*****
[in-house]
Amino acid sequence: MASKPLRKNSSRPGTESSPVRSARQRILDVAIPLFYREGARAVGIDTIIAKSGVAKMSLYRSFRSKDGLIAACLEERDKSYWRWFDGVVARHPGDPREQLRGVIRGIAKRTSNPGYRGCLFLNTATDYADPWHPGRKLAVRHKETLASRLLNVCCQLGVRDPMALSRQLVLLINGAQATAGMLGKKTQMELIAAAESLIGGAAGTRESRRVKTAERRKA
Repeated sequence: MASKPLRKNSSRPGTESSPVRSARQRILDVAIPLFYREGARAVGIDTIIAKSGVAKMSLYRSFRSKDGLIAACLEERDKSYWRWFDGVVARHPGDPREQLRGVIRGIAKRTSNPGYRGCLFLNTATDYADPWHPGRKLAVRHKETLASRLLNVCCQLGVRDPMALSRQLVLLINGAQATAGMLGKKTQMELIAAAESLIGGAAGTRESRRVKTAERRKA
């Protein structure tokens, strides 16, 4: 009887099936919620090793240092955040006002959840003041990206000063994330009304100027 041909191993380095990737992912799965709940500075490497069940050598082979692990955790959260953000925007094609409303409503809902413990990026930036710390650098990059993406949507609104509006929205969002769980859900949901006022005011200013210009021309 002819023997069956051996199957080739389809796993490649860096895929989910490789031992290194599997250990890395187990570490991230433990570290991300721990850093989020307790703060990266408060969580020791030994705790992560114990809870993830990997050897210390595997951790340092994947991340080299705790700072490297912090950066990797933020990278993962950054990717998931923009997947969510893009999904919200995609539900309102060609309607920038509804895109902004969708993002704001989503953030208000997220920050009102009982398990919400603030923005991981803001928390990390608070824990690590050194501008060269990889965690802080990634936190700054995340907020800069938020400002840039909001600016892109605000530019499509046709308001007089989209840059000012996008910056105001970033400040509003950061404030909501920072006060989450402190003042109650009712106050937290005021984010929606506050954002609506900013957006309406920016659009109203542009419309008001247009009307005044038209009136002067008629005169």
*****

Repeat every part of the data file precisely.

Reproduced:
[in-house]
Amino acid sequence: MASKPLRKNSSRPGTESSPVRSARQRILDVAIPLFYREGARAVGIDTIIAKSGVAKMSLYRSFRSKDGLIAACLEERDKSYWRWFDGVVARHPGDPREQLRGVIRGIAKRTSNPGYRGCLFLNTATDYADPWHPGRKLAVRHKETLASRLLNVCCQLGVRDPMALSRQLVLLINGAQATAGMLGKKTQMELIAAAESLIGGAAGTRESRRVKTAERRKA
Repeated sequence: MASKPLRKNSSRPGTESSPVRSARQRILDVAIPLFYREGARAVGIDTIIAKSGVAKMSLYRSFRSKDGLIAACLEERDKSYWRWFDGVVARHPGDPREQLRGVIRGIAKRTSNPGYRGCLFLNTATDYADPWHPGRKLAVRHKETLASRLLNVCCQLGVRDPMALSRQLVLLINGAQATAGMLGKKTQMELIAAAESLIGGAAGTRESRRVKTAERRKA
């Protein structure tokens, strides 16, 4: 009887099936919620090793240092955040006002959840003041990206000063994330009304100027 041909191993380095990737992912799965709940500075490497069940050598082979692990955790959260953000925007094609409303409503809902413990990026930036710390650098990059993406949507609104509006929205969002769980859900949901006022005011200013210009021309 002819023997069956051996199957080739389809796993490649860096895929989910490789031992290194599997250990890395187990570490991230433990570290991300721990850093989020307790703060990266408060969580020791030994705790992560114990809870993830990997050897210390595997951790340092994947991340080299705790700072490297912090950066990797933020990278993962950054990717998931923009997947969510893009999904919200995609539900309102060609309607920038509804895109902004969708993002704001989503953030208000997220920050009102009982398990919400603030923005991981803001928390990390608070824990690590050194501008060269990889965690802080990634936190700054995340907020800069938020400002840039909001600016892109605000530019499509046709308001007089989209840059000012996008910056105001970033400040509003950061404030909501920072006060989450402190003042109650009712106050937290005021984010929606506050954002609506900013957006309406920016659009109203542009419309008001247009009307005044038209009136002067008629005169």